FlightMemory keeps track of my flights. It is a website I came across a few years ago. Enter the origin, destination, date, airline, flight number, class, and seat and the website records the data and calculates distance flown and flight time. Unlike the mileage that airline frequent-flyer programs calculate, FlightMemory mileage is unaffected by the class of service flown.
The site also produces a map of the routes flown.
FlightMemory calculated that my 2017 flights amounted to flight time of 1.13 months or 34 days or 815.19 hours. That is obviously a lot of time in the air, and it excludes time at and travelling to/from airports. My 2017 total is more than the 388,706 miles I flew in 2016 but less than my record of 445,235 miles flown in 2014.
Most Flown Airlines and Aircraft
I traveled the farthest on American Airlines (137,412 miles) and Delta Airlines (79,202 miles). The next three were Cathay Pacific, KLM, and Japan Airlines.
The top five aircraft in descending order by total distance flown were 777-300ER, 747-400, 777-200, 787-9, and A321. The A350-900 was in sixth place less than 200 miles behind the A321. My favorite airplane was the 787-9 because of the 787’s high humidity, cabin pressurization, and especially the electronically dimmable windows.
The longest flights were on American Airlines, 8,119 miles between Dallas, TX and Hong Kong, SAR China.
The shortest flight was 83 miles on Aegean Airlines from Athens, to Mykonos, Greece.
New Airlines, Aircraft and Products
In 2017, I flew several airlines for the first time, including Iberia Airlines, Hong Kong Airlines, British Airways, South African Airways, Singapore Airlines, and Aegean.
This seat is roomy and extremely comfortable and has tons of enclosed storage. It felt like a first-class seat (review upcoming).
I took advantage of an outstanding Hong Kong Airlines’ $311 round-trip, business-class fare from Hong Kong to Bangkok . They were great flights at a great price. I’d love to fly them again and also visit the new Club Bauhinia Lounge that opened later in 2017 at HKG.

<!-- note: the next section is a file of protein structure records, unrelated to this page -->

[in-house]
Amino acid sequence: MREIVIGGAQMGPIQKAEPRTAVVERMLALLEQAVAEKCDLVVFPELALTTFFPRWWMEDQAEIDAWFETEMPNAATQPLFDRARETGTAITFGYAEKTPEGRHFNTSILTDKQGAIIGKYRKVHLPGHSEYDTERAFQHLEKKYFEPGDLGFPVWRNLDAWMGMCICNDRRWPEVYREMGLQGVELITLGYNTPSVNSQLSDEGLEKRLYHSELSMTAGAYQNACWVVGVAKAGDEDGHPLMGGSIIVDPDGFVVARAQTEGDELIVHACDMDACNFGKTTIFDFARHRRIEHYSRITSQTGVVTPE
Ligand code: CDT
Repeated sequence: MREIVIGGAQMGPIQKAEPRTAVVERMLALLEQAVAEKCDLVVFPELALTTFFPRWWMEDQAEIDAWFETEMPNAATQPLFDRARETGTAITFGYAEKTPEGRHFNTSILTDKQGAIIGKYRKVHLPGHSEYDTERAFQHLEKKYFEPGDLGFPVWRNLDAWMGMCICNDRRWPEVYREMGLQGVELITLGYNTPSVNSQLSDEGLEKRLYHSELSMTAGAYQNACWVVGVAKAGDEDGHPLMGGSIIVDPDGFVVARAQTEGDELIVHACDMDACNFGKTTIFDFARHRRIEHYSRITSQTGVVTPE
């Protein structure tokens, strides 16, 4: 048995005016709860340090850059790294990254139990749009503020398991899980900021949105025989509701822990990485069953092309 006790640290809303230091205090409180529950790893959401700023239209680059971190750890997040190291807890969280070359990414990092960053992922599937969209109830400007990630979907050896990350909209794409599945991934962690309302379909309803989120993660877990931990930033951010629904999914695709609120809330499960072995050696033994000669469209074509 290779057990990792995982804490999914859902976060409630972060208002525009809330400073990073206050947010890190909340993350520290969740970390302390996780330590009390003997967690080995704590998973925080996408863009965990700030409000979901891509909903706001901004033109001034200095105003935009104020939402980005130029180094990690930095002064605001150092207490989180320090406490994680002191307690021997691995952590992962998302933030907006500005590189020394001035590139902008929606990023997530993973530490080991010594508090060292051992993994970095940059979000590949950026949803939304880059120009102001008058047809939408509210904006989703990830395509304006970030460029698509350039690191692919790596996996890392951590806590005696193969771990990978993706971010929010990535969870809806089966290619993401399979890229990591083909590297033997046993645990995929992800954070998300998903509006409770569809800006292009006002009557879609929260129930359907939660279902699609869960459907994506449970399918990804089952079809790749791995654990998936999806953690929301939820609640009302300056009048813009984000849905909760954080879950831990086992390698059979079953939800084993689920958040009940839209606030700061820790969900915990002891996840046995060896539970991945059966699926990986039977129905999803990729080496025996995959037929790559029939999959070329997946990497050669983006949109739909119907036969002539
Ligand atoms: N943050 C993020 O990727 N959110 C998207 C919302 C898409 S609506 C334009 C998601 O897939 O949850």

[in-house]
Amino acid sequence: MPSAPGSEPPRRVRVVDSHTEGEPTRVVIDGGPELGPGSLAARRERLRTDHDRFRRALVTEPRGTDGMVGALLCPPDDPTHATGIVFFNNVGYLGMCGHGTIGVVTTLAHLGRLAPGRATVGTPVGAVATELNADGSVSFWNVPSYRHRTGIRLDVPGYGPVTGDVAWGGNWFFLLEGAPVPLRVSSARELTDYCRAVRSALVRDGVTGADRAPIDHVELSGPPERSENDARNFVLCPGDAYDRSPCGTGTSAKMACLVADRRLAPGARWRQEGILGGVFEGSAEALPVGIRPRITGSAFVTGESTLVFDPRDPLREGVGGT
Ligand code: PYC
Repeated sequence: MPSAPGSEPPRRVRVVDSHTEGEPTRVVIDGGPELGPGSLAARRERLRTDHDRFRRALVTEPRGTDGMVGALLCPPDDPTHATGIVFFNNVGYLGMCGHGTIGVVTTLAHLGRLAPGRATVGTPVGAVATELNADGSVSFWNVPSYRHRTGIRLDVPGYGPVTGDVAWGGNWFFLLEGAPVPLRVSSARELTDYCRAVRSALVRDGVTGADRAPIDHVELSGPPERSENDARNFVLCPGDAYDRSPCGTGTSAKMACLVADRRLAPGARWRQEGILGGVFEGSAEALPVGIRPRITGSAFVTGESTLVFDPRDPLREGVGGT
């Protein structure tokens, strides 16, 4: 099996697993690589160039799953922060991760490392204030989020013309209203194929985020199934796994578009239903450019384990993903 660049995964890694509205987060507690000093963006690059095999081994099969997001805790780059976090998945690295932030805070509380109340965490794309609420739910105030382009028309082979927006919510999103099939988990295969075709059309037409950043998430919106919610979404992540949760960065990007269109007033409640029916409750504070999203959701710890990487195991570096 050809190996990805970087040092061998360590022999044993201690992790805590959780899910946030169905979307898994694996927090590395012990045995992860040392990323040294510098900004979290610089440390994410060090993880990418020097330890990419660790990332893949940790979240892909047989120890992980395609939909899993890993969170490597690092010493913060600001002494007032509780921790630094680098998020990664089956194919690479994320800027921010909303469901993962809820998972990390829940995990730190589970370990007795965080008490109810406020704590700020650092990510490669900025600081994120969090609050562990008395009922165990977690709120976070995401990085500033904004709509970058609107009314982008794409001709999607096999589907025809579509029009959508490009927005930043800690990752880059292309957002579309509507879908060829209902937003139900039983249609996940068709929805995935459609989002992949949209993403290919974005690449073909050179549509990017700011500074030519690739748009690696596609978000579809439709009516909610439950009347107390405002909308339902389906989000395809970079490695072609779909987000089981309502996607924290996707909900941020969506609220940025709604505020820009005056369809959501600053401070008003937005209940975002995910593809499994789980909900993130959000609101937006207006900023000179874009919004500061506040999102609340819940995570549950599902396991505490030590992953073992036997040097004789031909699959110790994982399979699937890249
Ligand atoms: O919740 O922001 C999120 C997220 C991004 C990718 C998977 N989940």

Aegean/Olympic Air was the shortest flight of the year, 83 miles, but still counts as a new airline flown.
For a change of pace, I returned to Athens by ferry.
Last year, I flew American Airlines Flagship first class on the 777-300 for the first time.
The service was very good although not as wonderful as service in first class on Cathay Pacific, Japan Airlines, Etihad, and Korean Air. The seat is extremely comfortable. It is not enclosed, but because there are only eight passengers in the cabin and very little aisle traffic, privacy was not an issue.
In 2017, Delta Airlines introduced one new aircraft and retired another.
The A350-900 replaced my beloved Delta 747-400s.
On October 30, 2017, Delta Airlines introduced its new A350-900 with Delta One suites and premium economy (Premium Select Delta calls it). On October 31, I flew the first commercial flight of Delta A350-900 tail number N501DN. The flight was from Detroit, MI to Tokyo, Japan. The seat, service, amenities and even the color scheme in premium economy were impressive. But I was a little disappointed that there was no discernable new-plane smell.
Delta has led in configuring all of its wide-body aircraft with all-aisle-access, lie-flat seats in business class. On the other hand, Delta has trailed many of its competitors in terms of installing state-of-the-art, business-class seats. Seats in business class on Delta 777s and 767s and A330s lack storage, are tight fits, have boring cabin color schemes, and/or lack privacy.
With the A350-900, Delta addressed these issues with varying degrees of success. Delta is the first U. S. carrier to offer a seat with a door in business class. Delta calls it Delta One Suites. I tried it. Delta One Suites, A350-900 Tokyo, Japan to Detroit, MI.